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Originally Posted by HotRodDeluxe View Post
The stones were obviously moved into position and the technology was obviously capable of realising such a project. So, what is the point the OP is trying to make?

The mystery is how they did it

No one has stated a way yet that holds up to scrutiny. Geemack has an ingenious one in his head using six people and spades, but he hasn't shared it yet.
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Old 10th November 2012, 09:48 PM   #97
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Originally Posted by Zeuzzz View Post
Nothing from it was from the wiki. If it was, it would be more a fact of wikipedia copying other sources than me copying wiki.
My bad, sorry.




Originally Posted by Zeuzzz View Post
You linked to a series of (email?) correspondenses from 1999 or so, which seemed vague and dismissive in the points made. Also you linked to a ridiculous article written in the context of Ancient Aliens. It has some good information in it, but nothing new and Ancient Aliens have nothing to do with this thread.
Could you excerpt the material you think applies to this thread directly please?
No problem!

Vague and dismissive?
Not my impression, Zeuzzz. I found it interesting there was a German excavtion at the site which found Roman remains underneath the stones.
It seems to me that helps dating the construction, don't you?
From the first link:
Quote:
A German expedition dug 1904/1905 through to the foundations of the temple. The temple platform is through and through of Roman origin. They found typical roman masonery, roman trash and so on, down to the bedrock. Nothing un-Roman was found! Btw: The temple platform was not built from massive stone, but typically roman honeycombed. Only the outer shell looks like a massive building.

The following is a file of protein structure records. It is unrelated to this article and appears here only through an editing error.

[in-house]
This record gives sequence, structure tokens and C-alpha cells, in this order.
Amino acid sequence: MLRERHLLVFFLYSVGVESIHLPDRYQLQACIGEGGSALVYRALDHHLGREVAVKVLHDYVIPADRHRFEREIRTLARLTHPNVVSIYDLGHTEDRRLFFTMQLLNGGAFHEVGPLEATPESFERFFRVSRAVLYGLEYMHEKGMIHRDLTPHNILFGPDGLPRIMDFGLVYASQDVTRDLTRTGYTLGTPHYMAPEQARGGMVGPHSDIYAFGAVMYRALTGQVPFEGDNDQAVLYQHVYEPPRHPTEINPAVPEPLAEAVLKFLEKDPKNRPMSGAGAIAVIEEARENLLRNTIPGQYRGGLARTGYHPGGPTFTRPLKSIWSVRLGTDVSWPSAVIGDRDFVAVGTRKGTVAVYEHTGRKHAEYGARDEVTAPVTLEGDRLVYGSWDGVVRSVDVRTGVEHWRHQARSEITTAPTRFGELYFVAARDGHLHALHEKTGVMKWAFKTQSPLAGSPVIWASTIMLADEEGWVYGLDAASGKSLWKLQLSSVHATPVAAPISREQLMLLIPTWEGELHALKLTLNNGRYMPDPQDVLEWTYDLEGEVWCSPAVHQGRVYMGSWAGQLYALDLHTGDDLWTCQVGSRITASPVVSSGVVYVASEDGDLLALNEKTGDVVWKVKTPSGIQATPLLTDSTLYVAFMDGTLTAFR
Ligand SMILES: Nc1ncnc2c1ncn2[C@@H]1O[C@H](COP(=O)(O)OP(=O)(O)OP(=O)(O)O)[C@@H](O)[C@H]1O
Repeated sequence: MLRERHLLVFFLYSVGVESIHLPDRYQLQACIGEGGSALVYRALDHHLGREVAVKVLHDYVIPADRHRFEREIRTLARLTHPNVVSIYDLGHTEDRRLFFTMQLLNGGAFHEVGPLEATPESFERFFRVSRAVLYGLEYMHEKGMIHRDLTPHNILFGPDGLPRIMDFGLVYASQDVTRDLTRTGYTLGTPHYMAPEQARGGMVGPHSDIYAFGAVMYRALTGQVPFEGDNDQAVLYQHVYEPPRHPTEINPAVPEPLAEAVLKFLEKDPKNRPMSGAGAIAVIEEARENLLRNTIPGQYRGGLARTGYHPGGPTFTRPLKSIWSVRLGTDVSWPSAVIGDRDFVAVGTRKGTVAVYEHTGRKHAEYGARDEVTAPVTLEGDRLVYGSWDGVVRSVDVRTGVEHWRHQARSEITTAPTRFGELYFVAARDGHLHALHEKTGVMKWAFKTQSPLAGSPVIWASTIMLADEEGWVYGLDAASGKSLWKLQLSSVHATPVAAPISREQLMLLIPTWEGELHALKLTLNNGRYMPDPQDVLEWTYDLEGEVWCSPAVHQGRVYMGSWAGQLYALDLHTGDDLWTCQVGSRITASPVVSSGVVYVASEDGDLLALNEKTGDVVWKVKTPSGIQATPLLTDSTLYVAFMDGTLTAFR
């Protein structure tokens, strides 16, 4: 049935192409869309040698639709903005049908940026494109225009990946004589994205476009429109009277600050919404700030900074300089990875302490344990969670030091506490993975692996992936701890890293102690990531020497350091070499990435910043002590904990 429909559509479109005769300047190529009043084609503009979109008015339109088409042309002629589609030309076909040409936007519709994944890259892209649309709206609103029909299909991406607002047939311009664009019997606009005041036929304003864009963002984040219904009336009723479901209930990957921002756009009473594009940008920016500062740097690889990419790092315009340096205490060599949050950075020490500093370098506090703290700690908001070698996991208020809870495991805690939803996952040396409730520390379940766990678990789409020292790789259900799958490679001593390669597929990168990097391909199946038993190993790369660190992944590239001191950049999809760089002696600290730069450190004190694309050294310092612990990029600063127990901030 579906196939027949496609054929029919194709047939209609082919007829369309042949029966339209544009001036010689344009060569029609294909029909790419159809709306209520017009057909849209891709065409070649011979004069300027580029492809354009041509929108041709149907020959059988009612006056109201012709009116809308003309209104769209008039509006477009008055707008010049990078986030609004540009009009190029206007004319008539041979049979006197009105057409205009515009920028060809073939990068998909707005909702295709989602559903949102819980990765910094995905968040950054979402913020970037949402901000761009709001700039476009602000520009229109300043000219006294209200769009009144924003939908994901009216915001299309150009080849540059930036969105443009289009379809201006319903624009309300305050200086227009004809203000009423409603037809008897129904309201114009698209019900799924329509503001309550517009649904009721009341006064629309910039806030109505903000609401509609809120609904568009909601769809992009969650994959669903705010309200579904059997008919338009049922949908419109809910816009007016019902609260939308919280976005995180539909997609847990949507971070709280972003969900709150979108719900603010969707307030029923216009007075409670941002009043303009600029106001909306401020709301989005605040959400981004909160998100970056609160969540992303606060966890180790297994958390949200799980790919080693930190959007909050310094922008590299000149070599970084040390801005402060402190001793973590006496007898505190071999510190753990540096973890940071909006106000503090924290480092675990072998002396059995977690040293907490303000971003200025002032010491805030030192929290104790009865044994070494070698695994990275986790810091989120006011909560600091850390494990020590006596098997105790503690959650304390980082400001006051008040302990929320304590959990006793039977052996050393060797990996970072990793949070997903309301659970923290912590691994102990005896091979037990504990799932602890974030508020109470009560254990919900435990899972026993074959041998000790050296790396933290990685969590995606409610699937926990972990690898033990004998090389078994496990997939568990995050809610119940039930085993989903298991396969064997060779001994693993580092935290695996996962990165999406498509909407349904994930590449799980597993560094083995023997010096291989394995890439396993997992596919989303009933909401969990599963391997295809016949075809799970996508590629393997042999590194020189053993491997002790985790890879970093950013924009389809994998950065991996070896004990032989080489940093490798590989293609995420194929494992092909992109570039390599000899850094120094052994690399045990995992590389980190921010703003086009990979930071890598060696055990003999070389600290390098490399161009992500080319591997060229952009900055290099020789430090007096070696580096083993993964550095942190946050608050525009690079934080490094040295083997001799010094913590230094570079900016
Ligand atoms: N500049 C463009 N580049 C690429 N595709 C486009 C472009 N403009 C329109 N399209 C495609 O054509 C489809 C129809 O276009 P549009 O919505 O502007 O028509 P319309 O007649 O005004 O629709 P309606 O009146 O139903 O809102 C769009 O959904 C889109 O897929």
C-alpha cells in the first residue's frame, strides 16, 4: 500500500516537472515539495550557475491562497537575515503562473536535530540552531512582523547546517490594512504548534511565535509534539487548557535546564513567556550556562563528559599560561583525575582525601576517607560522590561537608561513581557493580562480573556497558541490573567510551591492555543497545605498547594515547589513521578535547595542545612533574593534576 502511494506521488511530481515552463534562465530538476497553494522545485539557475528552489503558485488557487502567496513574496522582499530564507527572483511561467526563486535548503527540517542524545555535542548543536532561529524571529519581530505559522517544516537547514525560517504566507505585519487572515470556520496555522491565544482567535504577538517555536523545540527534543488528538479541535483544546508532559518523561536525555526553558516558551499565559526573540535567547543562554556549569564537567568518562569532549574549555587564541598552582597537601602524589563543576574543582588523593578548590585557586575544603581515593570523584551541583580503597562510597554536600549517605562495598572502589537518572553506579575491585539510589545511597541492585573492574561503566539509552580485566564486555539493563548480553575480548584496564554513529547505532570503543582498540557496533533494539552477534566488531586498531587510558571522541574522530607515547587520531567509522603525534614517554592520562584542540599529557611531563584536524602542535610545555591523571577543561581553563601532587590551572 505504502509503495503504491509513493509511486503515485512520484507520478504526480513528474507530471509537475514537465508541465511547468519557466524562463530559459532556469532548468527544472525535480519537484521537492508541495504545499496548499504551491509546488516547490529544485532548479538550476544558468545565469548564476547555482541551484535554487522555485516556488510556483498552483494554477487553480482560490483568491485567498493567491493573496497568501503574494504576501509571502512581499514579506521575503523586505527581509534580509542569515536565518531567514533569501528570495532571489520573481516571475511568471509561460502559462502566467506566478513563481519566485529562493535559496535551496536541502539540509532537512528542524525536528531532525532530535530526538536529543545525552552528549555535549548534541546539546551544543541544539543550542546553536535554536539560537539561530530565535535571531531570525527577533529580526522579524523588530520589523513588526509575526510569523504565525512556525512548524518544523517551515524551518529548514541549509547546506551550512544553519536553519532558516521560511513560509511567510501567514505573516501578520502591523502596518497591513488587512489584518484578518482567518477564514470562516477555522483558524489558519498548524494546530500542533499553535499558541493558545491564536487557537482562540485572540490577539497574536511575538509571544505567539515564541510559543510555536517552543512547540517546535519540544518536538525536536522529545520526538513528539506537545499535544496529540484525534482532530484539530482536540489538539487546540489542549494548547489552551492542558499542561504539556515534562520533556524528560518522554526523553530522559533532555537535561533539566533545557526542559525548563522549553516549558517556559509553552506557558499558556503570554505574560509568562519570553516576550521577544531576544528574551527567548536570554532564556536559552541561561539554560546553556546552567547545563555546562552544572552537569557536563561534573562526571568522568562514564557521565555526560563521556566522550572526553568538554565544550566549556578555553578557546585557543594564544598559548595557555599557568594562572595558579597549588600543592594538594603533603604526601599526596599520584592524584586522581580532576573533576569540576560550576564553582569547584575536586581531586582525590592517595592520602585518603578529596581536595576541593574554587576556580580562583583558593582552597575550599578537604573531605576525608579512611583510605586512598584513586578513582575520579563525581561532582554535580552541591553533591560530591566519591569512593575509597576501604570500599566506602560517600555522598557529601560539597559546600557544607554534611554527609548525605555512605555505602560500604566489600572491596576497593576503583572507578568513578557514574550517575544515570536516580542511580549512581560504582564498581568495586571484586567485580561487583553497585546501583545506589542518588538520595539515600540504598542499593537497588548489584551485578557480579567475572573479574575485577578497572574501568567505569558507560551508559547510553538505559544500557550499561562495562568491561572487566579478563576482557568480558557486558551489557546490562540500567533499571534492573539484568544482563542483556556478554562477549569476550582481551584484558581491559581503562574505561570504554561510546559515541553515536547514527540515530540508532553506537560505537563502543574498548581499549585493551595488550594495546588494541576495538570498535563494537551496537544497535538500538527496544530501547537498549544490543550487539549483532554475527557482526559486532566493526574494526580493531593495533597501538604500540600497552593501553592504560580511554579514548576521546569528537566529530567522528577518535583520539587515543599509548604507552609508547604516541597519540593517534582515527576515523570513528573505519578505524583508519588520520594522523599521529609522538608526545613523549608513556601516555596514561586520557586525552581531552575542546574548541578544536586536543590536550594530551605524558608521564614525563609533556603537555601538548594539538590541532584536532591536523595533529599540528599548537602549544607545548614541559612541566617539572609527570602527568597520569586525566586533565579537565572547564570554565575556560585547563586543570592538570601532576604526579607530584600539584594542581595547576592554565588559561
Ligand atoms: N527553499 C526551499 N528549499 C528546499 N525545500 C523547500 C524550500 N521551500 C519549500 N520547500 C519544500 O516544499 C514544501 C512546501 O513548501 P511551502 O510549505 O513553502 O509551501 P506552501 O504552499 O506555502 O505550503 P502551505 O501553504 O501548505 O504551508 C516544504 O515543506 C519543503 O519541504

Fourth: The trash you can read about the temple comes mostly from a book from 1864 ("Voyage autour de la mer morte" by Felicien ce Saulcy) and an article from a professor Modeste Agrest, who based his story on a book "published in Paris in 1898" - long befor any serious dig was done. These sources were used by authors like Daeniken and Sitchin. The first real investigation from 1904/1905, published 1921 (Wiegand, Ballbek, 3 bde, 1921-1925), is "forgotten" by these guys.

Read some real literature about the things you are phantasizing about.

Bye,
FD

And another article
Frank_Doernenburg@do2.maus.ruhr.de
(edited) says:

The stones in Baalbek are not as heavy as claimed by many authors. The three actually moved weigh just under 800 tons each, and only the not-moved block in the quarry weighs about 1000 tons.

The stones were transported over a path only 600 meters length and about 15 meters *downhill*. The quarry is 1160 meters high, and the temple 145 meters. So it was easy to keep the stones on an even level to their final resting place and it was uneccesary to lift them about 7 meters as some authors claim.

As you might know, Rome is the city with the most obelisks outside of egypt. They stole the things by the dozen and took them home. The heaviest known obelisk weighs 510 tons, and it was transported some 1000's of *kilometers*. This transport was documented by the roman author Marcellinus Comes. The romans even left detailed paintings and reliefs about the ways to move such things : as on the bottom of the Theodosius-obelisk in Istanbul.